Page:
FIGURE 13.11 Application of computational flow model to simulate single-wafer CVD reactor (from Komiyama et al., 1999). (a) Standard geometry, (b) evaluation of outlet configurations.

to higher growth rate near the wall region. The computational model was further used to evolve a suitable reactor configuration to reduce the non-uniformity in growth rate. These 'virtual' experiments on computer indicated that changing the position of the reactor outlet from bottom to sidewall leads to less non-uniformities in the growth rate (Fig. 13.11b). Thus, these comprehensive computational flow models can be used to accelerate the development of better CVD reactors with minimum prototyping.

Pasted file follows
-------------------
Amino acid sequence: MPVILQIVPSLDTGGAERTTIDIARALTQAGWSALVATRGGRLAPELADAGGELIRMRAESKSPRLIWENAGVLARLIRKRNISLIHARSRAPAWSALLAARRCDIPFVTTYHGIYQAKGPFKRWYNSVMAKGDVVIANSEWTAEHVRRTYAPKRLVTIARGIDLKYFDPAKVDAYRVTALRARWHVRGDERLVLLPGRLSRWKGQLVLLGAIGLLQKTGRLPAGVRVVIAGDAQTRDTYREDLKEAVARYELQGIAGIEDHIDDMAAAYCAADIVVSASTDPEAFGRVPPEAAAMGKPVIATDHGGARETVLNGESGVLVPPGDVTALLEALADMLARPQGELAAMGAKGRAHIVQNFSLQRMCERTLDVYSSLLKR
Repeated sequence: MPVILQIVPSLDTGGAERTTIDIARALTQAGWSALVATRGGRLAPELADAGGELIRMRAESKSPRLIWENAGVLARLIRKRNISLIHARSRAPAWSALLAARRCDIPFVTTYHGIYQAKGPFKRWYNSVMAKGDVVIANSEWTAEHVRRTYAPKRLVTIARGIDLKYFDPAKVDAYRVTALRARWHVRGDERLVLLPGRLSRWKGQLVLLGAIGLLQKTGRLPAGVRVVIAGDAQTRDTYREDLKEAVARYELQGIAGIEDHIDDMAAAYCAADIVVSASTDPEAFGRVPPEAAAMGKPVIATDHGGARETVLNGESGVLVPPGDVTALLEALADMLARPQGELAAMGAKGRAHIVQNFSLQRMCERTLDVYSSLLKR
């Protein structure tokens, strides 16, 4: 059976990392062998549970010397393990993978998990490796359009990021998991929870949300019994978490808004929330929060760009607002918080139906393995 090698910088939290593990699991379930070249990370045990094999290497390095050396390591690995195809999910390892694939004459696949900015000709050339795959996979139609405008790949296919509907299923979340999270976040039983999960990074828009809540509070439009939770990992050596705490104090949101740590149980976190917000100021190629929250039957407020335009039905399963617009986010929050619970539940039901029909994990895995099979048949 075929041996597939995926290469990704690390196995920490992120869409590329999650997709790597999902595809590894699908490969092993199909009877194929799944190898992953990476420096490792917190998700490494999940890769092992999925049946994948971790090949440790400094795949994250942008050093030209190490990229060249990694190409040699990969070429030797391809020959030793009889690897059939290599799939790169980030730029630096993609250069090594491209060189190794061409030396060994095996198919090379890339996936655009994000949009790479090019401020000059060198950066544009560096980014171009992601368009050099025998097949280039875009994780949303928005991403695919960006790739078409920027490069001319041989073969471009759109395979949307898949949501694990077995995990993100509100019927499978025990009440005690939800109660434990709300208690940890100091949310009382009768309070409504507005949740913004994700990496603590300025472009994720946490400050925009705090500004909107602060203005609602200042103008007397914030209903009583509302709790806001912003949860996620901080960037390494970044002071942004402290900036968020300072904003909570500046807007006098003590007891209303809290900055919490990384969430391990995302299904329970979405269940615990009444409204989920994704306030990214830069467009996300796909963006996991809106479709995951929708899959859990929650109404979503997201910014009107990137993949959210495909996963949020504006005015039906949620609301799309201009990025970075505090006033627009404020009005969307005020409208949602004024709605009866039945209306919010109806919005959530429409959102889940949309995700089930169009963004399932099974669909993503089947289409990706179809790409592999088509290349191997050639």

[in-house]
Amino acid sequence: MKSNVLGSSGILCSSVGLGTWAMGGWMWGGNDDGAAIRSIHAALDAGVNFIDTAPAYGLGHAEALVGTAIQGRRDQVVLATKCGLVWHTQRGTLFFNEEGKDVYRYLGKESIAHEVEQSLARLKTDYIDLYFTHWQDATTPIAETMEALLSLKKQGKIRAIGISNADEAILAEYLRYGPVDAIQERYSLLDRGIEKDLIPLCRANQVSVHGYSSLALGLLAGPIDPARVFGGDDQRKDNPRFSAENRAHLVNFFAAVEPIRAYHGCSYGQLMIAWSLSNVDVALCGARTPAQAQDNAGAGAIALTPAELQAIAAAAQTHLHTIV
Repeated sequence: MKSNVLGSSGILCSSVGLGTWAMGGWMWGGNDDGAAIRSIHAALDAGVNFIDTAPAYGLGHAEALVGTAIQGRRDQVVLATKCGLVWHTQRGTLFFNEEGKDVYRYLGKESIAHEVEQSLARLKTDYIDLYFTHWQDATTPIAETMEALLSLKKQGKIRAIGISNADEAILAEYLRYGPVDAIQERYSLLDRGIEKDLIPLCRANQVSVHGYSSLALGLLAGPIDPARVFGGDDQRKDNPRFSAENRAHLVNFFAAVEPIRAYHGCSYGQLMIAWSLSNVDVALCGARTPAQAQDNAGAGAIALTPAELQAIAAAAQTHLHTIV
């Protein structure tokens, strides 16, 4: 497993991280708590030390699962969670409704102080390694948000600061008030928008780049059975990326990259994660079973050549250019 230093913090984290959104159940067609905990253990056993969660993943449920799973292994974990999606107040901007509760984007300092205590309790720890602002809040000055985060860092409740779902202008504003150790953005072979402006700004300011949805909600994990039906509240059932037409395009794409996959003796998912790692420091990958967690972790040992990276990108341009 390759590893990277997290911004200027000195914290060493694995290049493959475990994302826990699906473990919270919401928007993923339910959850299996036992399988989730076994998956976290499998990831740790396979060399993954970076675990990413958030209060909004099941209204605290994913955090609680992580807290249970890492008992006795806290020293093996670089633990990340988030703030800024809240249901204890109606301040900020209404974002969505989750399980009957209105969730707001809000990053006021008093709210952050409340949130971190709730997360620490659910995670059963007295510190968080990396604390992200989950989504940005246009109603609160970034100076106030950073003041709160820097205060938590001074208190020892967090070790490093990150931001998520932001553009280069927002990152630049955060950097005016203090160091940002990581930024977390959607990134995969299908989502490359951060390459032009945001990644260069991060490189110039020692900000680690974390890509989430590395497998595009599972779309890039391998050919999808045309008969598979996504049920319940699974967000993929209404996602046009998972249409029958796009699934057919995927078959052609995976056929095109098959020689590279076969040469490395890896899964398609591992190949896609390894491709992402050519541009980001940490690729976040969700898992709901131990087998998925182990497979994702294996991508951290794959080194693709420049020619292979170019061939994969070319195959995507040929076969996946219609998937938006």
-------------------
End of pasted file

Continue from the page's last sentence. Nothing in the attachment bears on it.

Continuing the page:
Tubular reactors are also used to carry out some multiphase reactions. Warnecke et al. (1999) reported use of a computational flow model to simulate an industrial tubular reactor carrying out a gas-liquid reaction (propylene oxide manufacturing process). In this process, liquid is a dispersed phase and gas is a continuous phase. The two-fluid model discussed earlier may be used to carry out simulations of gasliquid flow through a tubular reactor. Warnecke et al. (1999) applied such a model to evaluate the influence of bends etc. on flow distribution and reactor performance. The model may be used to evolve better reactor configurations. In many tubular reactors, static mixers are employed to enhance mixing and other transport processes. Computational flow models can also make significant contributions to understanding the role of static mixers and for their optimization. Visser et al. (1999) reported CFD

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